In our continued efforts to educate Wisconsinites about how the Affordable Care Act (ACA) benefits all of us, WCCF teamed up with Know Your Care, the Wisconsin Alliance for Retired Americans, and the Wisconsin Alliance for Women’s Health to inform and answer questions with media and citizens in Eau Claire and La Crosse this week.
The GAO was asked by Congress to conduct a study on state actions to expand Medicaid under the ACA, and the report was recently released. GAO examined questions pertaining to state responsibilities for implementing the Medicaid expansion, the actions undertaken by the states, as well as state views on the fiscal implications of expanding. The 42 page report, will take time to fully digest and interpret for our Wisconsin situation, however, here are some of the major initial findings to note:
From Superior to Beloit, community health centers provide needed preventive, dental and other health services to low-income, uninsured and minority children and families in medically underserved areas of Wisconsin. In 2010, 16 Community Health Centers in Wisconsin reported serving over 265,000 patients – 25% of which were for pediatric services for kids under 12 years of age. This week, August 5th through the 11th, we celebrate National Health Center Week.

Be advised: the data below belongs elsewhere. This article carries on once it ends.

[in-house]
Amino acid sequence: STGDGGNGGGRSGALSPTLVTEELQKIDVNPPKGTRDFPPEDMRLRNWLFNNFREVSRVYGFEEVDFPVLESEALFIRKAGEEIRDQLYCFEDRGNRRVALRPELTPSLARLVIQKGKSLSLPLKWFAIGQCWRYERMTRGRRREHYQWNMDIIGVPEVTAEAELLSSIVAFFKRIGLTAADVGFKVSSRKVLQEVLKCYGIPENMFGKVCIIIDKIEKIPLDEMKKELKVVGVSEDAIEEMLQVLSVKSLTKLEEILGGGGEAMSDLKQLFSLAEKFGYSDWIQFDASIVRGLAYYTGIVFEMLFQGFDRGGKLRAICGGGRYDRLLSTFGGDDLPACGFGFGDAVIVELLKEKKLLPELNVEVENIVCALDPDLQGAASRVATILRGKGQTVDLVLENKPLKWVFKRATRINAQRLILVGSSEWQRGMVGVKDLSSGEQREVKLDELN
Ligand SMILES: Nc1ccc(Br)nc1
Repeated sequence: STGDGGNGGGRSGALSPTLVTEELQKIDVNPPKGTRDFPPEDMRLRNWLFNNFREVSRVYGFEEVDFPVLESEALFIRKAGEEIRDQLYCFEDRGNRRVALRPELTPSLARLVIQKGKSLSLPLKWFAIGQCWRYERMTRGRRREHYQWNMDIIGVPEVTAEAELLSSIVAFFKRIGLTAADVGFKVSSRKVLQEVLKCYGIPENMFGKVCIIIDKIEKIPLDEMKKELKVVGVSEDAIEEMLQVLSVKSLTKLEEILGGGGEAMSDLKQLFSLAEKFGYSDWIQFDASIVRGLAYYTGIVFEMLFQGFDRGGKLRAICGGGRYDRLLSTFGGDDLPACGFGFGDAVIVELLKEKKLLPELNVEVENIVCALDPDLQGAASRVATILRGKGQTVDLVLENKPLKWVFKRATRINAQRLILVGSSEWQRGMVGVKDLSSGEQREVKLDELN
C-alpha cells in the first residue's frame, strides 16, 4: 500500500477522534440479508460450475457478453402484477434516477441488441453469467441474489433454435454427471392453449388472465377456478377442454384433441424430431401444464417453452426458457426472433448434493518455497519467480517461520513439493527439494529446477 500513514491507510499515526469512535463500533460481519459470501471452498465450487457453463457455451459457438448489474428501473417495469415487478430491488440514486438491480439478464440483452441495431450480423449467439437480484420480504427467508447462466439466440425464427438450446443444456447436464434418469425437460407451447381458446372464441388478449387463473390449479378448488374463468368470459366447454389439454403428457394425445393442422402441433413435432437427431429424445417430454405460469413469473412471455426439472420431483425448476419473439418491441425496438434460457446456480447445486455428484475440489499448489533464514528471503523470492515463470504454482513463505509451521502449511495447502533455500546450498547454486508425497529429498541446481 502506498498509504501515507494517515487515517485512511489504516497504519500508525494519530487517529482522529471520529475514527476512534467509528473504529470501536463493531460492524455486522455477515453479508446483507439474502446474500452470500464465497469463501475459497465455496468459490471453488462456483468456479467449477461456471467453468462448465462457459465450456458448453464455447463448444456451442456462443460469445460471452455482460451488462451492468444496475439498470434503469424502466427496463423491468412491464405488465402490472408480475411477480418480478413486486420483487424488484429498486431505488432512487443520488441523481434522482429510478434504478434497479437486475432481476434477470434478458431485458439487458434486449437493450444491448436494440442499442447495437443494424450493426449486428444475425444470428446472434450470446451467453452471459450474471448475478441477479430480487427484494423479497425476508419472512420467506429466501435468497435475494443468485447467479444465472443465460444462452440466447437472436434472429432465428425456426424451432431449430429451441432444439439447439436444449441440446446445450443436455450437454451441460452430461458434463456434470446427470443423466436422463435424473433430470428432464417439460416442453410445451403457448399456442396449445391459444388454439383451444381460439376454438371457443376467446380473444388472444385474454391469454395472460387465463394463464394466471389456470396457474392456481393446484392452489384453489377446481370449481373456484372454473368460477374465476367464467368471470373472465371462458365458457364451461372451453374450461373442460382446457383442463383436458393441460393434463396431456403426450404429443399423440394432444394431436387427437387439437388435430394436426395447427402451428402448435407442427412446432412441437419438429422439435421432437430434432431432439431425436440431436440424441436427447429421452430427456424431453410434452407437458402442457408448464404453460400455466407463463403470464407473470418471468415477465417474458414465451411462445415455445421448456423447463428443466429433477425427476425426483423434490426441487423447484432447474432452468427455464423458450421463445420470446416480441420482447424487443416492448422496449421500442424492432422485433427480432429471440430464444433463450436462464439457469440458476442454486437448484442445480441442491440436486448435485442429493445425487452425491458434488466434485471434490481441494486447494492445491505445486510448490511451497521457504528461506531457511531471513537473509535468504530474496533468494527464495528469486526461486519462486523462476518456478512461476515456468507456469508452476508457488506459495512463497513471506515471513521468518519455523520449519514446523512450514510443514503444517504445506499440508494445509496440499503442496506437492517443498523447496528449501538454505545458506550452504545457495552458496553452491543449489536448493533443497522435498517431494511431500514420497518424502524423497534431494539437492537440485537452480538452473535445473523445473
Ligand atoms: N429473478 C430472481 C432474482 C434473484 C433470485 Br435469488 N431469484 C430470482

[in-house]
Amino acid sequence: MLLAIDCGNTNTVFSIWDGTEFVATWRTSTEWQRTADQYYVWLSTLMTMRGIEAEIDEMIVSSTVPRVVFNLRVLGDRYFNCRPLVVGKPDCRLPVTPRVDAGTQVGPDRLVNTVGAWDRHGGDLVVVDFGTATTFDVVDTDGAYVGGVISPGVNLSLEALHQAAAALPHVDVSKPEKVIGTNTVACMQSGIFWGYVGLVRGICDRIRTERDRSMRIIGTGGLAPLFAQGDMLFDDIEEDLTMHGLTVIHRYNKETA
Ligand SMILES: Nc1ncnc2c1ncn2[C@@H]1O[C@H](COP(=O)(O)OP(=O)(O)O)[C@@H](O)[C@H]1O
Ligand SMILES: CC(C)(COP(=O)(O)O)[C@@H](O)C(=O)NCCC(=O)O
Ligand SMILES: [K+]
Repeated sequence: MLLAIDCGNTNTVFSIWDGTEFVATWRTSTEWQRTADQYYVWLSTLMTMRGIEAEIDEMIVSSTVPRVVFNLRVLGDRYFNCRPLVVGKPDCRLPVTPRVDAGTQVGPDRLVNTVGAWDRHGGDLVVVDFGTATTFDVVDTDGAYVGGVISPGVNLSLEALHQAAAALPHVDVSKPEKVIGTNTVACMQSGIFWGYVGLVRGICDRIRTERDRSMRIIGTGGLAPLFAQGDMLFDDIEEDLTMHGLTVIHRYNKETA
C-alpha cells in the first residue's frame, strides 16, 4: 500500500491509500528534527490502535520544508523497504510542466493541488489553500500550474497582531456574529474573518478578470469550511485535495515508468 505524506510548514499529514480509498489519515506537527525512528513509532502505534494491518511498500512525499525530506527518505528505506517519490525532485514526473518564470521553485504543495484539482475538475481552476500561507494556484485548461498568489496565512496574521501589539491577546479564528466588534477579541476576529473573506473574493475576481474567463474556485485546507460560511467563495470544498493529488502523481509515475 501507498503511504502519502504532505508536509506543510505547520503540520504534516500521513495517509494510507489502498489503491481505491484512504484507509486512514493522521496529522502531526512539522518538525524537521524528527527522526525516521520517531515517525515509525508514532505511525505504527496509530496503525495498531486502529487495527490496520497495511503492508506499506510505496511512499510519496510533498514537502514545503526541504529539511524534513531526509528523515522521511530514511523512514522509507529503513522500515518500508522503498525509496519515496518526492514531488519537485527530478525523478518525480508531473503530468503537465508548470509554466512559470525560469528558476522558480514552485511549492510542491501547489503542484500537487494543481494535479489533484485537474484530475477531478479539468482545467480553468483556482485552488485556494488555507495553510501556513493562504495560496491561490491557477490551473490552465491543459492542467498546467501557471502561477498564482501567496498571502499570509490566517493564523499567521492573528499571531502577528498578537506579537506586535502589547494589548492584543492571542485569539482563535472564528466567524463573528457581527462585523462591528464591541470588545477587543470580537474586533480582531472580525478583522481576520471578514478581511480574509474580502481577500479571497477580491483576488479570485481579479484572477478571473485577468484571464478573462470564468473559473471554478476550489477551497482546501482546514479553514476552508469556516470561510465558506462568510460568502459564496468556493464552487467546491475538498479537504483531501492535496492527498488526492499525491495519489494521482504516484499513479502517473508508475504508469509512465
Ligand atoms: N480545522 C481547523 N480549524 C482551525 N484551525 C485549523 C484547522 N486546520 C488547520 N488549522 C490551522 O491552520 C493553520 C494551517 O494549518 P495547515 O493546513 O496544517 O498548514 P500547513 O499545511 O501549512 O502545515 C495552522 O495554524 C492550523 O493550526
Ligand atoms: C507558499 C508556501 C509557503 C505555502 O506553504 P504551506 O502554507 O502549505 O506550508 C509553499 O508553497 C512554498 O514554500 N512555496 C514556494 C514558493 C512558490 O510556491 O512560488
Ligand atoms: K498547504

Funding in the Affordable Care Act (ACA) gives Wisconsin an exciting opportunity to close a very large gap in BadgerCare – coverage for low-income adults who aren’t custodial parents of minor children. To help facilitate an informed discussion of that issue, we prepared an outline of relevant data and analyses relating to who would gain coverage and the net fiscal costs and benefits for Wisconsin.
Today marks the implementation of a much-anticipated package of preventive care services for women, as a part of the Affordable Care Act (ACA). Women make 80 percent of the health care decisions for their families and are more likely to provide care if a family member falls ill.
Long-awaited 2010 Survey Results Show 11% Uninsured for All or Part of YearData released a week or so ago by the Wisconsin Dept. of Health Services (DHS) indicate that an estimated 579,000 people were uninsured in Wisconsin for all or part of the 12 months preceding the department’s 2010 Family Health Survey. That amounts to 11 percent of state residents.